THE pot calling the kettle black. The French pot-au-feu simmering with a rich mix of hurt pride and arrogance; the British kettle whistling a happy tune as the water boils for the cup that cheers. The spectacle of Jacques Chirac and Tony Blair exchanging insults across the Channel is not an edifying one and it seems that next week's EU summit in Brussels is unlikely to improve matters. Yet the issue at the heart of their quarrel is a vitally important one and deserves a reasoned debate. France says: when Margaret Thatcher negotiated the EU budget rebate in 1984 Britain's economy was less successful than France's or Germany's but now that things have changed the rebate is no longer justified. Britain says: yes, but the rebate was designed principally to compensate the UK for the much larger sums France still gets from the Common Agricultural Policy (CAP); remember, the CAP was started before Britain joined the EEC. France replies: be that as it may, there are now 15 new members of the EU needing financial assistance but Britain is still taking a rebate it no longer needs. Britain replies: perhaps, but Britain still contributes more than twice as much overall to the EU budget as France does; if it lost the rebate it would be paying fifteen times as much. (What France has not yet noticed and Britain hasn't mentioned is that under present arangements the value of Britain's rebate will double over the next five years.)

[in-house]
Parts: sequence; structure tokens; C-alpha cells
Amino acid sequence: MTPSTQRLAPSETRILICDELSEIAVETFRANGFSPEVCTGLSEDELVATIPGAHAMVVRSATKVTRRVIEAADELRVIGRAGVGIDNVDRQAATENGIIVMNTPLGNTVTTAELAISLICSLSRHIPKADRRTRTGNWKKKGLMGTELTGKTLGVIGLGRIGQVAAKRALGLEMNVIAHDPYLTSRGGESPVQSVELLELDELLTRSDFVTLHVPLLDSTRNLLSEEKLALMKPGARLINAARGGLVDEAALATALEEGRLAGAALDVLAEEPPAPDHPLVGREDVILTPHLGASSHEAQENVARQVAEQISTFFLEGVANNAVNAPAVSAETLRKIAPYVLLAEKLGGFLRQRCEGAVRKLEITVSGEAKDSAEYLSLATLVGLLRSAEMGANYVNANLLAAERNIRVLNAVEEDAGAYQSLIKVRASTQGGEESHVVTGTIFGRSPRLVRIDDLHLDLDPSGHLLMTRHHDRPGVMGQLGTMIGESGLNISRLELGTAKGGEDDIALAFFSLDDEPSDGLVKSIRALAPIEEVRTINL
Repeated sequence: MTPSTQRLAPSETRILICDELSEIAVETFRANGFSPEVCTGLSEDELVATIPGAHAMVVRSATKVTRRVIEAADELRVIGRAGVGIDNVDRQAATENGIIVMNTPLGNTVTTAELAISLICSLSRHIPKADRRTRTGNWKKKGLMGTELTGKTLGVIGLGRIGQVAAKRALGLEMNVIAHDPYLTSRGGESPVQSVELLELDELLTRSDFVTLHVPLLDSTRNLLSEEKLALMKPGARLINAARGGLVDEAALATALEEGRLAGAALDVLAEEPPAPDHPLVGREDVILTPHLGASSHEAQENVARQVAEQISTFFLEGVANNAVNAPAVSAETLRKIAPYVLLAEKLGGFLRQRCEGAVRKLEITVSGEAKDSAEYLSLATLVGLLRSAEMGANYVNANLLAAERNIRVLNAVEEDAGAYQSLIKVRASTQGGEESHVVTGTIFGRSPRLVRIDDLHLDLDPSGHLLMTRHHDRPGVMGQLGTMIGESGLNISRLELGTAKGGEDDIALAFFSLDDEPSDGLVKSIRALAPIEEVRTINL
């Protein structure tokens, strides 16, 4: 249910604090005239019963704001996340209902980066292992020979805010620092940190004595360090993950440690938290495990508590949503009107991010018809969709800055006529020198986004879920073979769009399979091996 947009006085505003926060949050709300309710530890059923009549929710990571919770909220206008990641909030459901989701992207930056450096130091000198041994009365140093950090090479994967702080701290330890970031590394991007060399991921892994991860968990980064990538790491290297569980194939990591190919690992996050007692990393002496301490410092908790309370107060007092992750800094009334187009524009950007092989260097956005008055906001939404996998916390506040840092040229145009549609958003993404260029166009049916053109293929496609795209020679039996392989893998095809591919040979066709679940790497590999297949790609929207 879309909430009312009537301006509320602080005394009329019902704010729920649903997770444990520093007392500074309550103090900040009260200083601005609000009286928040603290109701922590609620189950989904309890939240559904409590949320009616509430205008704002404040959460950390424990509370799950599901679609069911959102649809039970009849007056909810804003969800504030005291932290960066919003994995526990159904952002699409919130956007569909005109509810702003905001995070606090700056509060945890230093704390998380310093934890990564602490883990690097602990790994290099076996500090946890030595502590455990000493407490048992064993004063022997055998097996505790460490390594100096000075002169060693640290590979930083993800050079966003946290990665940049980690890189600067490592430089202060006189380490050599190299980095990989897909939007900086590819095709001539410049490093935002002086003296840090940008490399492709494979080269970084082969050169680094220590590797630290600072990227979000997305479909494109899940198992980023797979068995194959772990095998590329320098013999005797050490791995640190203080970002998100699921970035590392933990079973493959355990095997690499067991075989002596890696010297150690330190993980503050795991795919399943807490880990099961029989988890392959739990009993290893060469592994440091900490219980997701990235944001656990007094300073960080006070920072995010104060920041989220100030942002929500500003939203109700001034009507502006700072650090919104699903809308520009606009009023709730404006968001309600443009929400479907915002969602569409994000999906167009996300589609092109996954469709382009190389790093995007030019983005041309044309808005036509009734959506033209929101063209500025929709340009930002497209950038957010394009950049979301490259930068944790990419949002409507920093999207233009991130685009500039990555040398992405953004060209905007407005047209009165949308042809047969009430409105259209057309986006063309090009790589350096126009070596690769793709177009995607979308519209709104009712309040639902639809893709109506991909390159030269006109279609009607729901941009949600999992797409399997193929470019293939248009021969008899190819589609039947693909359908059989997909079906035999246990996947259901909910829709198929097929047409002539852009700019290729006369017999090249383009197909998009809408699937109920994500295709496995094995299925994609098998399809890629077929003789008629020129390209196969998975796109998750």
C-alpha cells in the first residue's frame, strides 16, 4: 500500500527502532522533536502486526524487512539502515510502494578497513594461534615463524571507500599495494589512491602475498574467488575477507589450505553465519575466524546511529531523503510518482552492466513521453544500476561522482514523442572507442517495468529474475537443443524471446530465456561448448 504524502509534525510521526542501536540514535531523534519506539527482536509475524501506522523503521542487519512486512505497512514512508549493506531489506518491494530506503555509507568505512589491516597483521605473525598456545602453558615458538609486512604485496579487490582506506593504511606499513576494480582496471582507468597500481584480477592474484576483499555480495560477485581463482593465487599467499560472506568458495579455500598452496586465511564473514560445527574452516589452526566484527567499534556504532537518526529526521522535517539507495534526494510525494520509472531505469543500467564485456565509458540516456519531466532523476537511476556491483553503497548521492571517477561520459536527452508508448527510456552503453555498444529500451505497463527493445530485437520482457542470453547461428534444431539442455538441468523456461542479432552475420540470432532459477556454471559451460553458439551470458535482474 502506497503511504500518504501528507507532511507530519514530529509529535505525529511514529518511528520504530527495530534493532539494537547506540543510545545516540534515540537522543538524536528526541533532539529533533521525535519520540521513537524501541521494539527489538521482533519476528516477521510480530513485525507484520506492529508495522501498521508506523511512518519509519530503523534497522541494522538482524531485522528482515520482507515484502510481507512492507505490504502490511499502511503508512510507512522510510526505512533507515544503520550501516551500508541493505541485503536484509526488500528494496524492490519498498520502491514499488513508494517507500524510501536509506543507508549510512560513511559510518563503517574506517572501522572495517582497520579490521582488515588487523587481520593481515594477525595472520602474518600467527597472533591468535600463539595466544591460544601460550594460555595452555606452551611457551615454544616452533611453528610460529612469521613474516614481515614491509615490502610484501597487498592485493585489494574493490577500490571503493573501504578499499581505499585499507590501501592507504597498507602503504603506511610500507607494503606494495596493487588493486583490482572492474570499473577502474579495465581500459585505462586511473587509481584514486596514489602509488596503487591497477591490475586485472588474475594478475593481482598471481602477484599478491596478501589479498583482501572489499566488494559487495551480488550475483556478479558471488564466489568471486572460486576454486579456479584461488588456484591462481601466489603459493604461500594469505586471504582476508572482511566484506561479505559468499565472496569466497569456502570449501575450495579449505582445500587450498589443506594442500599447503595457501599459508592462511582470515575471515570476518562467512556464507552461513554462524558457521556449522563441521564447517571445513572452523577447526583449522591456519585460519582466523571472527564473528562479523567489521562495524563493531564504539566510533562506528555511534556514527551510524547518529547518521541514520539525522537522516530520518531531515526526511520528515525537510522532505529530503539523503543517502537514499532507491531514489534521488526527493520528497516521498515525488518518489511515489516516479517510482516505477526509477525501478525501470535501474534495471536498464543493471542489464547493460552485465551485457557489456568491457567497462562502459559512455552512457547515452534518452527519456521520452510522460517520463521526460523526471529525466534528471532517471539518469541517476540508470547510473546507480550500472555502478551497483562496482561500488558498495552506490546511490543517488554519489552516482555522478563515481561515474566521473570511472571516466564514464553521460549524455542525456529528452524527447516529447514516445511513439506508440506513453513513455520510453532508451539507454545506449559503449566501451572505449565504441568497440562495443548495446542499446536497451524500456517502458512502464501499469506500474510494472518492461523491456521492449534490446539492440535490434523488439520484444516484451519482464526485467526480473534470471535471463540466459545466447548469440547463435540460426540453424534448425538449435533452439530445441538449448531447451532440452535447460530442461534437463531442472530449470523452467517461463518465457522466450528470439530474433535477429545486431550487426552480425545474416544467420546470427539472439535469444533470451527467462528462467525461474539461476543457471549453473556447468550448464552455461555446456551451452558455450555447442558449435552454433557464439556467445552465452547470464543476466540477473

It is highly desirable that the macho posturing between the Elysee Palace and No 10 Downing Street should come to an end and the needs of other less prosperous members of the EU considered. The CAP is a bloated monstrosity and the UK rebate is hard to justify for the indefinite future; there is room there for negotiation. Meanwhile Spain has quietly accepted that it is going to get less from the EU in future, setting an example in solidarity which Britain and France would do well to follow.